“We were the only Jews in Santo Domingo. The natives had never met many strangers. Cuba had sympathized with Germany in World War I because Germany was a good customer for their sugar and also because of antipathy toward the Big Bully to the north — the United States. And so when we came to live in town, everybody assumed we were from ‘Alemania’ — Germany. We knew that Catholics had little love for Jews, and we did not try to enlighten them. In fact, as children we helped them sing a little Spanish ditty — ‘Aleman, prepara tu cañón’ (German, prepare your cannon).

“Here in Santo Domingo, we children went to elementary school like the other Cubans. For some reason, I was considered a superior student and was always selected to give patriotic orations whenever there was a holiday or school event. We were liked by everybody and made many friends. …

“Near the center of town, there was a square plaza with trees and benches on each border. In the center of the plaza was a gazebo with a stage. Every Sunday evening, local musicians played as people walked round and round. The concert was delightful. These Sunday nights were the highlight of my week.

“Sometime during our stay in Santo Domingo, the leader of the music band approached me and asked if I could sing for him the German national anthem, which he wanted to play next week. All I knew were a few bars of ‘Hatikvah,’ which I hummed for him. Several weeks later he told me that he was surprised at me for not knowing the German national anthem which he had found somewhere. Every Cuban knew the Cuban national anthem, and he could not understand why a German kid did not know the anthem of his country. Could it be because I was not a real Aleman???”

Partially renovated, Calle Oficios in Habana Vieja is the street where the author’s family lived when they first moved from the Soviet Union to Cuba in 1921. Photo by Isabel Kaplan

I tried not to have too many expectations for Santo Domingo. The fact that it existed and I was going to be able to visit it was enough. I couldn’t help but hope that I might be able to track down some of the sites of Uncle Joe’s memories, but I told myself not to expect much. Uncle Joe had been writing about the 1920s, and here I was, almost a century later. There was no way of knowing what had or had not been preserved. 

My driver, Yudelbi, picked me up early in the morning in his car — small, red, Russian and years older than me — and we set off along the Carretera Central. The car had no seatbelts, and a falling mango had caused an impressive web of cracks in the windshield.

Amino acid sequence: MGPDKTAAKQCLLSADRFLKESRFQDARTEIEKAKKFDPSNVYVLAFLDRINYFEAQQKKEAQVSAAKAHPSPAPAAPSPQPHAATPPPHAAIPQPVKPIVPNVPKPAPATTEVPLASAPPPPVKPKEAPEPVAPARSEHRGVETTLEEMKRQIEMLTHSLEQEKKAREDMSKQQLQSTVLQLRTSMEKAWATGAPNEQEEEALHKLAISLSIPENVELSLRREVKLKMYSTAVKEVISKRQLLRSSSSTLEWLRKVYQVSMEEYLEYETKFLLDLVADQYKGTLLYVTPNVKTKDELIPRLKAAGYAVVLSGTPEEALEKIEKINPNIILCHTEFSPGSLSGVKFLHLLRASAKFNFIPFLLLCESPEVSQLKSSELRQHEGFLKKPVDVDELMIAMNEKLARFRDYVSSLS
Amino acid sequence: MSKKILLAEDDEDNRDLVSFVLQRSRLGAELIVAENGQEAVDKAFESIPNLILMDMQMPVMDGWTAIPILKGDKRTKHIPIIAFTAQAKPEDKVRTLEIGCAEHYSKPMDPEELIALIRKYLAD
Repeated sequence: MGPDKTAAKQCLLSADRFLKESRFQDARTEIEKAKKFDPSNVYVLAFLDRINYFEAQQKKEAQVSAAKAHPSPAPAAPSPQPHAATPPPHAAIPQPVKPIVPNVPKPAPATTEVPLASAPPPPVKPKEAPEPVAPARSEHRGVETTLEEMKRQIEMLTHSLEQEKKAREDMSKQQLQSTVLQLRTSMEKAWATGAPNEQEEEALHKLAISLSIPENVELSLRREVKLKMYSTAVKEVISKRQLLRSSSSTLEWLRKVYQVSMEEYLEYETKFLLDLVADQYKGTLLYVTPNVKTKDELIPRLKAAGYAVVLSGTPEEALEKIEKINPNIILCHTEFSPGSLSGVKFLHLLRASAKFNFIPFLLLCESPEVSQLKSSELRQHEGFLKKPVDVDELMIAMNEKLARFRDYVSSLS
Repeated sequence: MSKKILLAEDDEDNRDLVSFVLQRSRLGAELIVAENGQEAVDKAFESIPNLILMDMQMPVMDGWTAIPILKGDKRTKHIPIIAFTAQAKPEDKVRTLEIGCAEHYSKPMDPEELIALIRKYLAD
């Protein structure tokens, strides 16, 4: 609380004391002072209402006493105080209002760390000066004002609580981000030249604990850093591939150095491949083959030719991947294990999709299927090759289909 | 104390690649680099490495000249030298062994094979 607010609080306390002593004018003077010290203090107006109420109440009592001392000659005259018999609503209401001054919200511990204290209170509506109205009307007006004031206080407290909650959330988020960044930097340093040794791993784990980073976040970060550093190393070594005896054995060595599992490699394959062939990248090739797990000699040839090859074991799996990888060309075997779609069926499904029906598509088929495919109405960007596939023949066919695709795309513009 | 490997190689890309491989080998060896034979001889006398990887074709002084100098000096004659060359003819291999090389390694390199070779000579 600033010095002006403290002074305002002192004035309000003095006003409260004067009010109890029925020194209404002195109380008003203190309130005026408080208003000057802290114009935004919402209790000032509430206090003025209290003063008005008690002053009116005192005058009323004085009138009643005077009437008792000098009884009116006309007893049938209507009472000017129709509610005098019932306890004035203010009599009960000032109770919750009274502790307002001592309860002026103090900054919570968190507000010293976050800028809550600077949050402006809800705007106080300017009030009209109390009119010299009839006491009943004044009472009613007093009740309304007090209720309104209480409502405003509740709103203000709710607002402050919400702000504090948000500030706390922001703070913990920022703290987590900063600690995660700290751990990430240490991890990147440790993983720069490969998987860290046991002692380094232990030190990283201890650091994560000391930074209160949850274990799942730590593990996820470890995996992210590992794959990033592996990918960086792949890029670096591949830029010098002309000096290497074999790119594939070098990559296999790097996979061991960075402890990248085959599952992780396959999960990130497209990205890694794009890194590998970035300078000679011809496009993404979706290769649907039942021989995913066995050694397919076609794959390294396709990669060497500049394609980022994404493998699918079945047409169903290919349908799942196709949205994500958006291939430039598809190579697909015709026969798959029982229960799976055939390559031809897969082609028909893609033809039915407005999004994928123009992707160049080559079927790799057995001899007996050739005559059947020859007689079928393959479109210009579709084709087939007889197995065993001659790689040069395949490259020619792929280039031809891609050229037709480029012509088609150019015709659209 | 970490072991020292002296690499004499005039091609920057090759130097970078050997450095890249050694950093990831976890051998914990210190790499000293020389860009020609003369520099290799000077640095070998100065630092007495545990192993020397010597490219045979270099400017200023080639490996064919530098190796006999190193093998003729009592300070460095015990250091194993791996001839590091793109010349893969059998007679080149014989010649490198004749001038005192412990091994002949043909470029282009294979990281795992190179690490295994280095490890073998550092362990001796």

The journey began with an hour of driving over the live crabs that perpetually cover the highway leading out of Trinidad. It was good we left in the morning, Yudelbi told me, because the number of crabs — and, in turn, the risk of major tire damage — increases throughout the day. We drove slowly, and I tried not to dwell on the crunching sounds coming from beneath the tires.

We made it to Santo Domingo three hours later, our arrival greeted by a large wire sign on the side of the road that read SANTO DOMINGO: SIEMPRE EN 26, a reference to the 26th of July Movement, which marked the start of Fidel Castro and Che Guevara’s revolutionary movement to overthrow the Batista government. 

The main street is still called Independencia — although the implications of the name have shifted to suit the times: In my Uncle Joe’s years there, it referred to Cuba’s independence from Spain. Today, like nearly everything else in the country, it is yet another reminder of the communist revolution. 

I walked down Calle Independencia and found No. 52, which is still the site of a general store today, although one that has clearly been remodeled since Uncle Joe’s time. The building is new, and there are spray-painted slogans on the windows: Trabajamos para usted! one reads: We work for you. Another: 54 razones para celebrar, in reference to the 54th anniversary of the revolution. I found the post office, a chess club, a little bookstore, a cathedral and the central town plaza, with its large pathways and trees and dark green benches angled perfectly for people watching.

And along the way, I lost Yudelbi, for the first time that day. As I waited for him, hoping and assuming that he would return, I sat on one of the benches lining the walkway in the plaza and tried to imagine my great-uncle sitting there on Sunday nights.

A Cuban man strolling through the plaza stopped to chat with me. He sat down next to me on the bench. “De que país?” he asked me. What country are you from? And then, before I had a chance to respond, he ventured a guess: “Alemania?”

I smiled. For a moment, for the sake of symmetry, I was tempted to say yes.

My family concealed their Judaism in Santo Domingo out of fear of persecution. Uncle Joe would likely have been shocked — as I was — to hear that there is no anti-Semitism in Cuba.